Human Health Risks
With oil and gas companies moving in on watersheds for some of the largest metropolitan areas in the United States, concern is growing about the potential impacts of hydraulic fracturing locally and downstream of drilling areas.
Hydraulic fracturing involves drilling through the water table into deep underground shale gas reserves. Millions of gallons of water are then used to break the shale and release the gas. In theory, all wells should be completely incased until past the water table level. However, there have been numerous instances of cases breaking or being improperly formed and hazardous water being released into the groundwater. This contaminated groundwater then allows for gas to enter homes and soil, creating potentially dangerous situations, including exploding homes.
The enormous amount of water used for each well during hydraulic fracturing also creates millions of gallons of wastewater containing thousands of pounds of chemicals. According to the Pennsylvania Department of Environmental Protection, there can be up to 435 products containing 344 different chemicals used for one drilling. While the actual formulas used by each company are proprietary, the individual ingredients are public record. Of the 344 chemicals, many of which have little to no safety information associated with them, over 75% are known to cause skin, eye, and sensory organ irritation. 20 to 30% cause reproductive, mutagenic, or cancerous complications.
These chemicals are commonly transmitted through the air and water. Benzene, a known carcinogen, is commonly found at levels far exceeding federal standards in the air around fracking sites. Groundwater can also become highly contaminated through spills of hydraulic flowback that is improperly stored in open air pits or injected back into the ground. The toxins and chemicals found in contaminated groundwater can cause numerous health hazards for anyone exposed through drinking, bathing, or other forms of contact with this water.
Some companies have even been accused of spraying flowback onto roads to limit dust, as well as to dispose of the unwanted wastewater. This action again exposes humans, as well as many animals, through particles being kicked into the air by cars or via water runoff after rain.
One of the main opponents to hydraulic fracking is Dr. Theo Colborn, who founded the group The Endocrine Disruption Exchange. This website provides in-depth lists of commonly used chemicals in the drilling and fracking process, as well as more information on some of the potential human health risks.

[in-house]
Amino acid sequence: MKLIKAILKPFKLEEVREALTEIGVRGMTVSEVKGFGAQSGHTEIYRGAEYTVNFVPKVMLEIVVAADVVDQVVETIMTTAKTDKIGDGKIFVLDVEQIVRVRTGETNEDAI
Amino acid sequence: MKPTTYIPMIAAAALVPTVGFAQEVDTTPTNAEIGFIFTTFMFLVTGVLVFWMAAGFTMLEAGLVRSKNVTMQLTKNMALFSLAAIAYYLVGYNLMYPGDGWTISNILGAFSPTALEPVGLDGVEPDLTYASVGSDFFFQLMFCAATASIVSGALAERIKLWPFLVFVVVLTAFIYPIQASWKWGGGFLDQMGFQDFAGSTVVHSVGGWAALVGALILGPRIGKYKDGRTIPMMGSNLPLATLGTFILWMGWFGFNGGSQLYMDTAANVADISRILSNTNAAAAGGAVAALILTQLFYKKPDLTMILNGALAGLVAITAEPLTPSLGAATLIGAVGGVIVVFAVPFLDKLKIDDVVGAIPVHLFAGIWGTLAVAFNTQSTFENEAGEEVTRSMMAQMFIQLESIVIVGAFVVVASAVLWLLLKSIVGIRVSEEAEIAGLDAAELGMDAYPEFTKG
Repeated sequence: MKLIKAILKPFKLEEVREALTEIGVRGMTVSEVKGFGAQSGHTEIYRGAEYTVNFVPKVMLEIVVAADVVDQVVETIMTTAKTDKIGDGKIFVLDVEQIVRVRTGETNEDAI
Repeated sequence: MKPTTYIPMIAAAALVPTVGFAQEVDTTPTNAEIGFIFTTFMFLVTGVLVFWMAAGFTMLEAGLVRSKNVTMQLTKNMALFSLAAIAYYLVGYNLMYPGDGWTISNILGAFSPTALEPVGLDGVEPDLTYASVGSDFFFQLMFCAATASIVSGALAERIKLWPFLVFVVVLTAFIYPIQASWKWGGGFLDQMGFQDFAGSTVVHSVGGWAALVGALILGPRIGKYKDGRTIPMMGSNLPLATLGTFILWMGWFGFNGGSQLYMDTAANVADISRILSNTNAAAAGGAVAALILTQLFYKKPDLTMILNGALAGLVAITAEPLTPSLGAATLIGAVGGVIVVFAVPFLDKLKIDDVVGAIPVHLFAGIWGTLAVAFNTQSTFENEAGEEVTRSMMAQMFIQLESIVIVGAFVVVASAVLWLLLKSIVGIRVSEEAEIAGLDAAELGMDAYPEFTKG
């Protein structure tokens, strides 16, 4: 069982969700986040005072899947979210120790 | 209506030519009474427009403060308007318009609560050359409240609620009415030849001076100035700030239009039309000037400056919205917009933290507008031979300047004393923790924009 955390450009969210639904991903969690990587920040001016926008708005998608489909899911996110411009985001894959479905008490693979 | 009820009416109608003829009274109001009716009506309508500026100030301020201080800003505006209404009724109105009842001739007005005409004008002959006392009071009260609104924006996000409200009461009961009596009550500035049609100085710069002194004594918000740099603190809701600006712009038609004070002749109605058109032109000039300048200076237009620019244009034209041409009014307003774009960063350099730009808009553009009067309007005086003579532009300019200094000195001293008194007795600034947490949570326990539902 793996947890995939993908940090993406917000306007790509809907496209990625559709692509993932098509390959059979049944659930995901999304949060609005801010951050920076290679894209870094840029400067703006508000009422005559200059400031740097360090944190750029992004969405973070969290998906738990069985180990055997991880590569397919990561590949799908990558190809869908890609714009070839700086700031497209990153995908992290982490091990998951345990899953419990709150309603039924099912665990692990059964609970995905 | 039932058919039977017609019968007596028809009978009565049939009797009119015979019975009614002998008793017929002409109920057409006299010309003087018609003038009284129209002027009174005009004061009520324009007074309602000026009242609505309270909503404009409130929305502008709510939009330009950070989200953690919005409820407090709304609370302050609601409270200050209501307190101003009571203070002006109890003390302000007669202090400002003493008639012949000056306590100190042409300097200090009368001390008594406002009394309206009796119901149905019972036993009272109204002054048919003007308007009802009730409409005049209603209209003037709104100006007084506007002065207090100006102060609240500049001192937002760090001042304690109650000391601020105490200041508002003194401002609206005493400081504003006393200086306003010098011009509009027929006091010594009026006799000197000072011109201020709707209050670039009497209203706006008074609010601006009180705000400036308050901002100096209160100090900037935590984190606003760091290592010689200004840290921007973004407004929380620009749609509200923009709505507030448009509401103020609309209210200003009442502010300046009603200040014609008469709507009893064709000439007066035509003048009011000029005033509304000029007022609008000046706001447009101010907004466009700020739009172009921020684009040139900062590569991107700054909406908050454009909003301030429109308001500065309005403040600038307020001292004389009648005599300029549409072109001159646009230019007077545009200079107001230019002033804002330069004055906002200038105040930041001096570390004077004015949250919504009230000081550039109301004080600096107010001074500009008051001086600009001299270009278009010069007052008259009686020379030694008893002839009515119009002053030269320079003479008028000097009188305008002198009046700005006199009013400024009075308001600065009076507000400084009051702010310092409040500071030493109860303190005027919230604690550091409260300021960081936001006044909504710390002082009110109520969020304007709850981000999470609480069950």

There is an ongoing study by the Environmental Protection Agency (EPA) to examine the potential effects on humans of hydraulic fracturing. As of right now, that study has not been completed, however, fracking is still being allowed to continue without the risks being fully known. In addition, wells are generally poorly regulated and inspected, since there are often far too few inspectors compared to the enormous numbers of wells.
Currently many gas companies dispose of their wastewater through public wastewater treatment plants. However, these plants are not set up to remove the vast amounts of chemicals, sediments, and toxins in this flowback. Therefore, millions of gallons of chemicals may be released into rivers and streams that are then used as primary drinking water sources downstream. If left unchecked, this pollution could permanently damage key freshwater reservoirs needed to deliver water to millions of Americans.
People all over the country are starting to take notice. Former congressman and current gubernatorial candidate Joe Hoeffel has called for a moratorium on all new drilling permits because of concerns over groundwater contamination, he said in an interview with DCBureau. In another interview with the Huffington Post he said, "Coal mining was not well regulated in Pennsylvania and it is the same with natural gas." He also went on to call for a "moratorium on the leasing of state land until an inventory is taken." In addition, New York Governor David Patterson issued an environmental impact statement be done after growing concern in the state, which resulted in a moratorium of all permits in NY.
For more information, watch the film Split Estate by Bullfrog Films.